Other than presenting clips and still pictures from the most famous horror movies of all time, such as THE PHANTOM OF THE OPERA (1925) with Lon Chaney; Dracula (1931) with Bela Lugosi; FRANKENSTEIN (1931) and THE MUMMY (1932), both with Boris Karloff, and the FRANKENSTEIN sequels (BRIDE and SON OF FRANKENSTEIN), this production also takes a time to discuss moments from the almost forgotten haunted house mysteries, including THE CAT AND THE CANARY (1927) and its talkie remake, THE CAT CREEPS (1930); obscure thrillers as THE LAST WARNING (1929); the recently discovered THE OLD DARK HOUSE (1932); as well as wanna see films as THE MAN WHO LAUGHS (1928) starring Conrad Veidt and Mary Philbin. There are interesting back-stories about Universal head Carl Laemmle who wasn't interested in casting Bela Lugsosi to the role as Dracula (newspaper clippings reported that Ian Keith to play the title role), and how Lugosi himself took a big cut in salary to obtain the part that cursed him forever as a horror movie actor; and how an obscure actor such as Boris Karloff was chosen to play the Frankenstein monster, the role that made him an overnight success. Other than the monsters, either from literary works or imagination from a scriptwriter's mind, ranging from Dracula and The Mummy, the documentary includes segments about mad scientists, Charles Laughton as Doctor Moreau in Paramount's ISLAND OF LOST SOULS (1933); Claude Rains as THE INVISIBLE MAN (1933), Boris Karloff as a creepy devil worshiper in THE BLACK CAT (1934); Bela Lugosi as the insane Doctor Mirakle in MURDERS IN THE RUE MORGUE (1932), and as a sadistic Edgar Allan Poe worshiper in THE RAVEN (1935); and the forgotten name of Lionel Atwill as a demented wax museum owner in MYSTERY OF THE WAX MUSEUM (1933), a rare early two-strip Technicolor fright film set in modern day 1933 New York instead of a European setting of another century.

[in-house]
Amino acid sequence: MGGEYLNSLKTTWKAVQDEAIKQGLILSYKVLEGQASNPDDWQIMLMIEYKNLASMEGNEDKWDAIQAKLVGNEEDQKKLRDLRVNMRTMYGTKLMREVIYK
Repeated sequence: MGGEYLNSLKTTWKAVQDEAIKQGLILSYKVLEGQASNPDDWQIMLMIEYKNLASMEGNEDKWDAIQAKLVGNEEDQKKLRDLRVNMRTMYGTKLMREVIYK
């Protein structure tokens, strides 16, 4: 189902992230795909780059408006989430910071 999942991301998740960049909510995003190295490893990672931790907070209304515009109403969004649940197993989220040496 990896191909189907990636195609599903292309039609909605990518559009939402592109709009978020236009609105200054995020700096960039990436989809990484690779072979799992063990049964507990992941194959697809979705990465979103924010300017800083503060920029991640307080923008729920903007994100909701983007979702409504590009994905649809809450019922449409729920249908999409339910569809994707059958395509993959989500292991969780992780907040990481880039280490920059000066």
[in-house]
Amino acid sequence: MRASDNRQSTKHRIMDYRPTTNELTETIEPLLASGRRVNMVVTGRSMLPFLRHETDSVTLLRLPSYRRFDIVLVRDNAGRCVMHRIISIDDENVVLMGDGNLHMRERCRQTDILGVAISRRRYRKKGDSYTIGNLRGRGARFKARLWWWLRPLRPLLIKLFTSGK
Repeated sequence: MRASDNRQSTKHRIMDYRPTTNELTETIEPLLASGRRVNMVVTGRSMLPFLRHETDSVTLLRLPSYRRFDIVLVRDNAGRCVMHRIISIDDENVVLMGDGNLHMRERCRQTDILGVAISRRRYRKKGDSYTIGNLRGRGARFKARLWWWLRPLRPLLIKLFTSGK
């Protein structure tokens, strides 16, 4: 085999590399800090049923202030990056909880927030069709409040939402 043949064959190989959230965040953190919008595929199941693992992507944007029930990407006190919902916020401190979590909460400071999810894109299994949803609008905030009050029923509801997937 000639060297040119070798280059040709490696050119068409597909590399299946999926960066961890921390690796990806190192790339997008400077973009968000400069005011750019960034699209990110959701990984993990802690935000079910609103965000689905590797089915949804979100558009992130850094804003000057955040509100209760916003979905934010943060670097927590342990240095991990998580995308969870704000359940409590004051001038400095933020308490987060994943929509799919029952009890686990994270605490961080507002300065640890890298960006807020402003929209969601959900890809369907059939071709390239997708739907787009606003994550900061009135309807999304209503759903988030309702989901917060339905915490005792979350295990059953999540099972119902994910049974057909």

The last half of this well produced documentary takes an inside look on the second cycle of Universal horror during the sound era, the 1940s, beginning with SON OF FRANKENSTEIN (1939), with Karloff playing the Monster for the third and final time; THE WOLF MAN (1941) with Lon Chaney Jr., then hailed as a new horror king. Gloria Jean, who was a Universal contract player in the l940s, also discusses her first hand view in seeing these movies in production, and of Karloff's Monster's face being green. There is even a color outtake of Karloff's monster shown from THE SON OF FRANKENSTEIN.